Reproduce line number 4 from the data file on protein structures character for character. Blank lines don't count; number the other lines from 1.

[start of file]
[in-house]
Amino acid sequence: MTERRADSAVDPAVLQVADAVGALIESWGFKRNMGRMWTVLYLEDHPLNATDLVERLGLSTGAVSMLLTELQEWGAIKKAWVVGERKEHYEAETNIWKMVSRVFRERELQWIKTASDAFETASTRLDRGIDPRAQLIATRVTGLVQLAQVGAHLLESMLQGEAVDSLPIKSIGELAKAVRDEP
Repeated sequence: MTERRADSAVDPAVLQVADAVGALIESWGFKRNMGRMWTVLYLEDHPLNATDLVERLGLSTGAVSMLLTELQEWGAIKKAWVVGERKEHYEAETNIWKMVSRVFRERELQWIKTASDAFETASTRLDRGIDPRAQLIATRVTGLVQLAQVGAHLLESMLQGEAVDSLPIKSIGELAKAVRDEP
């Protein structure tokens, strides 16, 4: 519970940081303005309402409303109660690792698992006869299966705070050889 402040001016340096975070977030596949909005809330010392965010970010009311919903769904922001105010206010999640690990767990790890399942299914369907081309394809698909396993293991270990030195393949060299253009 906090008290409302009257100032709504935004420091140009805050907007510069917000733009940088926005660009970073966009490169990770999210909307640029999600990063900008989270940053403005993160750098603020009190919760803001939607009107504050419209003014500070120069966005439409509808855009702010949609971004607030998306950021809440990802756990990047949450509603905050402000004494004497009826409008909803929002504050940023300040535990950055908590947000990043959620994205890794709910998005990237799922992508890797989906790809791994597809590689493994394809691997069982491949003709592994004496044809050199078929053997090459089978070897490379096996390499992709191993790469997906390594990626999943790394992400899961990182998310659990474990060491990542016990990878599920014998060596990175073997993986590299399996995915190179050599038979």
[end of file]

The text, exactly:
């Protein structure tokens, strides 16, 4: 519970940081303005309402409303109660690792698992006869299966705070050889 402040001016340096975070977030596949909005809330010392965010970010009311919903769904922001105010206010999640690990767990790890399942299914369907081309394809698909396993293991270990030195393949060299253009 906090008290409302009257100032709504935004420091140009805050907007510069917000733009940088926005660009970073966009490169990770999210909307640029999600990063900008989270940053403005993160750098603020009190919760803001939607009107504050419209003014500070120069966005439409509808855009702010949609971004607030998306950021809440990802756990990047949450509603905050402000004494004497009826409008909803929002504050940023300040535990950055908590947000990043959620994205890794709910998005990237799922992508890797989906790809791994597809590689493994394809691997069982491949003709592994004496044809050199078929053997090459089978070897490379096996390499992709191993790469997906390594990626999943790394992400899961990182998310659990474990060491990542016990990878599920014998060596990175073997993986590299399996995915190179050599038979």